Trademarks must be a distinctive way of describing your business in order to be capable of registration. If you just use words that are in everyday general use then normally you can’t get a trademark. The reason for this is that a trademark gives you a ‘monopoly’ in the use of that mark to describe your business. The Registrar can’t grant you a monopoly in words that everybody else uses on an everyday basis. If you make football boots, like Nike does, you can register a name like Nike (which is unique and distinctive) but not a name like ‘the football boot company’ (which is not).
In the UK the trademark registry is organised into different ‘classes.’ There are 45 ‘classes’ which represent different kinds of goods and services (e.g. Class 20 is furniture and Class 25 is clothing). You register your trademark in the classes that are relevant to your product or service.
How do I go about registering a trademark for my business?
- The process is not expensive. It costs £170 in trademark fees for one class and £50 for each class after that. On top of this you can add the fees payable to a trademark agent or lawyer to help you draft your application and deal with any objections that are raised to your proposed registration.
- You make your application through the Intellectual Property Office (IPO) and the process is normally quite quick. Three months would be typical for a trademark to which there are no objections. The IPO register of trademarks is public so you can inspect the register online before you start to make sure that nobody else has already registered a mark which is the same as or very similar to the one you want.
- Once registered you have up to 10 years protection for your trading name (with further extensions payable on payment of renewal fees). During the protected period nobody can use that mark for the same class of goods without your permission, or use a similar mark with similar goods if there is a likelihood of confusion. If you spot anyone infringing your mark – even if it is accidental – you can prevent them using it.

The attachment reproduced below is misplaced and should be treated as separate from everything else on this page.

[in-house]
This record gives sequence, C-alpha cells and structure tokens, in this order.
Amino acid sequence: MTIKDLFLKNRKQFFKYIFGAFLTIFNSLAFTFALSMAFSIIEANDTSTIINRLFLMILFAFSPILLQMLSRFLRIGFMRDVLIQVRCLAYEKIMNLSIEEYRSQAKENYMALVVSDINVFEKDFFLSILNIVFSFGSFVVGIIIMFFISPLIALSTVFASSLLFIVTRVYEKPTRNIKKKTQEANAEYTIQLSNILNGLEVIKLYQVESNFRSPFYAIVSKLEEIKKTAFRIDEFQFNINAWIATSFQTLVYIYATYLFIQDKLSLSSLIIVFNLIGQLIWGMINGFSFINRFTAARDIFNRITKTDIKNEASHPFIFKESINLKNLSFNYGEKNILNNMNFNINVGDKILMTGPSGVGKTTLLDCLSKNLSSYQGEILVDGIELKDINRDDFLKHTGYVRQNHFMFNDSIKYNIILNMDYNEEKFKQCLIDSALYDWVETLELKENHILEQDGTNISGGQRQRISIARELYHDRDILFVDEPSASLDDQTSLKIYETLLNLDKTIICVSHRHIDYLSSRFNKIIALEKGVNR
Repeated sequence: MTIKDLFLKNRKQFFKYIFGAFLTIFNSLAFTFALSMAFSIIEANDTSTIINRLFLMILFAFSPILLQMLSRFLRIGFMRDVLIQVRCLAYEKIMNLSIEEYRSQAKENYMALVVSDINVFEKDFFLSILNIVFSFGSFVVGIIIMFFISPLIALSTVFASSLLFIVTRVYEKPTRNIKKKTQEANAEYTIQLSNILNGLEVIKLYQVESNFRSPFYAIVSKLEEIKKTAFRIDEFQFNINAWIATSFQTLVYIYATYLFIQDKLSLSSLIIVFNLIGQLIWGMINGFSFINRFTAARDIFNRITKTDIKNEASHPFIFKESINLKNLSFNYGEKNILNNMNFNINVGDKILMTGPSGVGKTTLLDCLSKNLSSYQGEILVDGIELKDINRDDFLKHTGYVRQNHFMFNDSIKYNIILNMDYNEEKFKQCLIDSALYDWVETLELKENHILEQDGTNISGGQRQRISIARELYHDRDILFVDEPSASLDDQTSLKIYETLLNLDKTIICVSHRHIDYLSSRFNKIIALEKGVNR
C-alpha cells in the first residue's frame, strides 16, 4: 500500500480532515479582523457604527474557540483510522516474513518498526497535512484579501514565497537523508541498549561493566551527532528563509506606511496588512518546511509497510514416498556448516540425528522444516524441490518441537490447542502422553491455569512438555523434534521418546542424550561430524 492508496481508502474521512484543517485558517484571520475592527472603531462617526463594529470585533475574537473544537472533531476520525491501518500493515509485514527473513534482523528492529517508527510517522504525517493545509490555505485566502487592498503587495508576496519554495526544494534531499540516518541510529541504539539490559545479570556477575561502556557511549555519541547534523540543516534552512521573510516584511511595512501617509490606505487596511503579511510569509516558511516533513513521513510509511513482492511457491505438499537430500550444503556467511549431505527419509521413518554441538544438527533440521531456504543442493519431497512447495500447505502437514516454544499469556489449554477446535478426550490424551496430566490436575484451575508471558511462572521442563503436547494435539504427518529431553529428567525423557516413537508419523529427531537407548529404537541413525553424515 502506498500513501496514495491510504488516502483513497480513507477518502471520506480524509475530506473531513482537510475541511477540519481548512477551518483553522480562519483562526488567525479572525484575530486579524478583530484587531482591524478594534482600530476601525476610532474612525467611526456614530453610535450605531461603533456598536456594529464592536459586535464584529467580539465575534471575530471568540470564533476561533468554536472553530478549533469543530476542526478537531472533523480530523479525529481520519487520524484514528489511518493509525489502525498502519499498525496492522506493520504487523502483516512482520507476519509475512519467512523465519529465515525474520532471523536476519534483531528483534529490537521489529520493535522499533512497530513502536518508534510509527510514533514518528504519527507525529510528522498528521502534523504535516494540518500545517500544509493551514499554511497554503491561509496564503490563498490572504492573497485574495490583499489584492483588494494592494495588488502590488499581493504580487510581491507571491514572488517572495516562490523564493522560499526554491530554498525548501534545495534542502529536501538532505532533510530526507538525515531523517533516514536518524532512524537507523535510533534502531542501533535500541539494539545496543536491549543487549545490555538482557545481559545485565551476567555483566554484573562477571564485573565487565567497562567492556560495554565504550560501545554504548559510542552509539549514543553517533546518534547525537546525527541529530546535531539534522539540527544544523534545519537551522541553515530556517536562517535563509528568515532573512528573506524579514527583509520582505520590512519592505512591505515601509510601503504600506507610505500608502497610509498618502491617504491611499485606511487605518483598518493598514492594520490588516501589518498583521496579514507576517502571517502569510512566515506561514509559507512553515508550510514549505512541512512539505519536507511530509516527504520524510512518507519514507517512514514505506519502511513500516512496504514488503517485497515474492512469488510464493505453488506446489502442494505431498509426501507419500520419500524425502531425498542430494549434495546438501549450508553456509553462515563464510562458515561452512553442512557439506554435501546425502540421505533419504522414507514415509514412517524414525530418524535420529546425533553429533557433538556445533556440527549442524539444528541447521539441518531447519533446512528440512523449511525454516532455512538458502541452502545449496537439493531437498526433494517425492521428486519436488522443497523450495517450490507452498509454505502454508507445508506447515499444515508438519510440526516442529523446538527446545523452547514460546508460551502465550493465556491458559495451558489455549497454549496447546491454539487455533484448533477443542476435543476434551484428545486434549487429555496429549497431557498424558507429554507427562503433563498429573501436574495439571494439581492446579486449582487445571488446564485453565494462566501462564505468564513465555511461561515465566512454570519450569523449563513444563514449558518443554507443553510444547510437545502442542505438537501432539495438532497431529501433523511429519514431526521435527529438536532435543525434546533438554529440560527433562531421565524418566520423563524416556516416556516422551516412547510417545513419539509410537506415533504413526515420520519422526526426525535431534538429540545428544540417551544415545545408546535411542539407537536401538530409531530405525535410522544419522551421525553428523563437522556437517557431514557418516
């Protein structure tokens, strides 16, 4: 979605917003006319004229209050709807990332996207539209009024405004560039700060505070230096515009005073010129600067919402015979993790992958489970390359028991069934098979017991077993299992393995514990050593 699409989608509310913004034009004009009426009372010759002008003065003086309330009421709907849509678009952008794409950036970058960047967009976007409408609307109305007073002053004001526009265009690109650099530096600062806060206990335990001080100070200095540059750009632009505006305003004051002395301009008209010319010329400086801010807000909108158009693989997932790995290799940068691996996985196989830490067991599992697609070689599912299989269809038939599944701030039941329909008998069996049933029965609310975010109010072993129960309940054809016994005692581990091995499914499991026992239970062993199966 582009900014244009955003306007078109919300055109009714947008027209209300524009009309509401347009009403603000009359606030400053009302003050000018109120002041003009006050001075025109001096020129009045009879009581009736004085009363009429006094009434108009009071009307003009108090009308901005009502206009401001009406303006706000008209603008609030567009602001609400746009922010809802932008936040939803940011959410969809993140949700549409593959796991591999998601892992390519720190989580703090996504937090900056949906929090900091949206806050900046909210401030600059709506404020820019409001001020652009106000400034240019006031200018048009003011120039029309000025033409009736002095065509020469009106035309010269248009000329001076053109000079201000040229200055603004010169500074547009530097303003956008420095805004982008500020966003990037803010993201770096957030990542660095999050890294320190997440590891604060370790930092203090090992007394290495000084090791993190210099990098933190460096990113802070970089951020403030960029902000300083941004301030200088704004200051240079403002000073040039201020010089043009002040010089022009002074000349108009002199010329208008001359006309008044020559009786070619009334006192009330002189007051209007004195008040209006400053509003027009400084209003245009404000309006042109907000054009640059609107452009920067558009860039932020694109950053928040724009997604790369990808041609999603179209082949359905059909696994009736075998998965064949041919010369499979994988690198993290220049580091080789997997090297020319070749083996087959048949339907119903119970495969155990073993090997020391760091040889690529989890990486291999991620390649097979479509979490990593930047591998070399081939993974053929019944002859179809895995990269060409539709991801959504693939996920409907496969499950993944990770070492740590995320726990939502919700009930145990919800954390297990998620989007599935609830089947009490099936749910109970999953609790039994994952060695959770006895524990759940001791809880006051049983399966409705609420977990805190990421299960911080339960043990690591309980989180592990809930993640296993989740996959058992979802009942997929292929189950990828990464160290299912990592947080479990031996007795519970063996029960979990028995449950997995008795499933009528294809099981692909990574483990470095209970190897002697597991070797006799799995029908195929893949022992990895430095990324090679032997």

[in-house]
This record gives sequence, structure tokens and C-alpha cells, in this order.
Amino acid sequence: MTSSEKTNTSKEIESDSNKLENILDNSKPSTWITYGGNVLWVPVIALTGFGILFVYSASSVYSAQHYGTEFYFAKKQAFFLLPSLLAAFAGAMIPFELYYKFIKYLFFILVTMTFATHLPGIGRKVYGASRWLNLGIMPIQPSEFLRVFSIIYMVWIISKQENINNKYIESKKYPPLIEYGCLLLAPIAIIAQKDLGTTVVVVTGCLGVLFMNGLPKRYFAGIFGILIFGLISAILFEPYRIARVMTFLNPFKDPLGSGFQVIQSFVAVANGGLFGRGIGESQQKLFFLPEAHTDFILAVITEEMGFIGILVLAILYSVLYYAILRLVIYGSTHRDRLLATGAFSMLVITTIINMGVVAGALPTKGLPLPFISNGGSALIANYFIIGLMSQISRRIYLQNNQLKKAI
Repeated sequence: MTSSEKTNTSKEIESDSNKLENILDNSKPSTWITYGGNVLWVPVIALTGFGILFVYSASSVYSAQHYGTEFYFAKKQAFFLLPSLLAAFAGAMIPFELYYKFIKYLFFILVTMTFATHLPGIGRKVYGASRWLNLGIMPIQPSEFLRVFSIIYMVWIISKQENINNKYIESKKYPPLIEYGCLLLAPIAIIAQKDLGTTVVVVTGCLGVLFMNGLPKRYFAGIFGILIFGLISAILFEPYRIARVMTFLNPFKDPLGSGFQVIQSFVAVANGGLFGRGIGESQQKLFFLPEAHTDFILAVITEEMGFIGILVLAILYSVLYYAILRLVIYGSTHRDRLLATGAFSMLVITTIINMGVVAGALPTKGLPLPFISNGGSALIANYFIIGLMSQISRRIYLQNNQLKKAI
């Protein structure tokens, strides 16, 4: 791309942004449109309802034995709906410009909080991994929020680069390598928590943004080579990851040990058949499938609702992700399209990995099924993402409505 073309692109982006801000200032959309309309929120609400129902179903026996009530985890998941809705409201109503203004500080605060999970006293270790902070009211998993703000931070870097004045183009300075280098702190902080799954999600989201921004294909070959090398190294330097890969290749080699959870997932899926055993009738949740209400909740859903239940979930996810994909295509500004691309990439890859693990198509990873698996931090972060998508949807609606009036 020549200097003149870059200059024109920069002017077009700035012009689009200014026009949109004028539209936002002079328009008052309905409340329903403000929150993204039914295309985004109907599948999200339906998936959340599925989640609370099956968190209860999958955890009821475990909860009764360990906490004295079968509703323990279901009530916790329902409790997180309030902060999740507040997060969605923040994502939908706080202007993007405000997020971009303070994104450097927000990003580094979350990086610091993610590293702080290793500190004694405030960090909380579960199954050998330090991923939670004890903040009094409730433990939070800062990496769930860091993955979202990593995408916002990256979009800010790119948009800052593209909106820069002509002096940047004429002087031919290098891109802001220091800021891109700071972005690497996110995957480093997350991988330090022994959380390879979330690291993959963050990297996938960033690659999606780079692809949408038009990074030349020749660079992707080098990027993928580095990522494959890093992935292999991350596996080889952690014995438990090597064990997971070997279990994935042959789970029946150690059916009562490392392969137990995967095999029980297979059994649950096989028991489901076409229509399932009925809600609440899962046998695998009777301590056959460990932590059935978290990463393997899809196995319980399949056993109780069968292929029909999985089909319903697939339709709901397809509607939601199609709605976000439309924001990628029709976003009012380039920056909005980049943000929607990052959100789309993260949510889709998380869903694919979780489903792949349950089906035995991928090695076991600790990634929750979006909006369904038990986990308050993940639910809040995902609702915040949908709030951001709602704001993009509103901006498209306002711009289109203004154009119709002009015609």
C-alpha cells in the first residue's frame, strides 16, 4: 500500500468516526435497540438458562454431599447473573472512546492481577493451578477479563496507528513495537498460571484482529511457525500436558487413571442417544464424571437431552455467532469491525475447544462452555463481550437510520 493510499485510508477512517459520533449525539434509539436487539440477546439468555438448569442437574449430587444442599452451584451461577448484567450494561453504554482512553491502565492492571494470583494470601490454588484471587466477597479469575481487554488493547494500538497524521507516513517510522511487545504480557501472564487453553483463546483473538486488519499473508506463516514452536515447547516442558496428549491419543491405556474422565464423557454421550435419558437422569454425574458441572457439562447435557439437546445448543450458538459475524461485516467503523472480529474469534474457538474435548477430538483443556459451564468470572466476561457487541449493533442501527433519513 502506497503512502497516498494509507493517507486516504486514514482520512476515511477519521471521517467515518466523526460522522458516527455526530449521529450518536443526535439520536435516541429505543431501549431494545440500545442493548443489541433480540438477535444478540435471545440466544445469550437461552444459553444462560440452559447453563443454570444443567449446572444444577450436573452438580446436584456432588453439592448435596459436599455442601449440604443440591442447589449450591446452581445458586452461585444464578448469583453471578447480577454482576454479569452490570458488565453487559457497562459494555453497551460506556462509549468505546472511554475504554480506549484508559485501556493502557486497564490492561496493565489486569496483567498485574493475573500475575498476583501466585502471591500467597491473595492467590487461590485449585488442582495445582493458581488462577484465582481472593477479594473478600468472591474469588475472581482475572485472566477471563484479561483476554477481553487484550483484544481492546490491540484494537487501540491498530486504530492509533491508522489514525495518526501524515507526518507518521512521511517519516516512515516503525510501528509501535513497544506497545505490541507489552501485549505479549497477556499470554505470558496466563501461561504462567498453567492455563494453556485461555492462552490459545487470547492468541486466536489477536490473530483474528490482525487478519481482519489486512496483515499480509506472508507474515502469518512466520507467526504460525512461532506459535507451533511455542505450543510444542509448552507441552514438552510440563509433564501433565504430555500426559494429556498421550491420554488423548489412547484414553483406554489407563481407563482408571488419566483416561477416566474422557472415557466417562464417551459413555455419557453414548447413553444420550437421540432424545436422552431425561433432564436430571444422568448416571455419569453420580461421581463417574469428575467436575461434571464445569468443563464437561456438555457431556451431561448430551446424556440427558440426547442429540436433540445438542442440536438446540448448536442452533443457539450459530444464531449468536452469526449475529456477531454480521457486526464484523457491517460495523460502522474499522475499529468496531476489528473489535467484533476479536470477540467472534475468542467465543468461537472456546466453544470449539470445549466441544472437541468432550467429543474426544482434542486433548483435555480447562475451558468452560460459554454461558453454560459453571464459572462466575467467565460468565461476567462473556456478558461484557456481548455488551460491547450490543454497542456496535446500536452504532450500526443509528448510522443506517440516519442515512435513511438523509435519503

3. How can I hire apprentices for my business?
The Government wants to encourage apprenticeships and so the Apprenticeship, Skills, Children and Learning Act 2009 creates a new ‘template’ for employers and apprentices to enter into.
Contracts of apprenticeship have traditionally involved heavier responsibilities for employers than ordinary contracts of employment. This is due to the main purpose of an apprenticeship being to provide training to the individual. Usually apprenticeship contracts have been for a fixed term of several years and are difficult to terminate early. The new template makes the apprentice subject to a ‘contract of service’ instead which is a little easier to terminate. However, an individual employed under a contract of apprenticeship is still protected against unfair dismissal and enjoys employment protection just like an employee.
- Bear in mind that the contract of service must identify the skill, trade or occupation for which the apprentice is being trained. It must also confirm the qualifying Apprenticeship framework that the apprentice is following.
- Also remember that apprentices are subject to payment of the National Minimum Wage (though that level is set at a slightly lower level (£3.30 per hour) for those aged 16-18 or over 19 but only in their first year of apprenticeship).
Clive Rich is the Chairman of LawBite which provides Simple Law for Small Companies through a virtual law firm.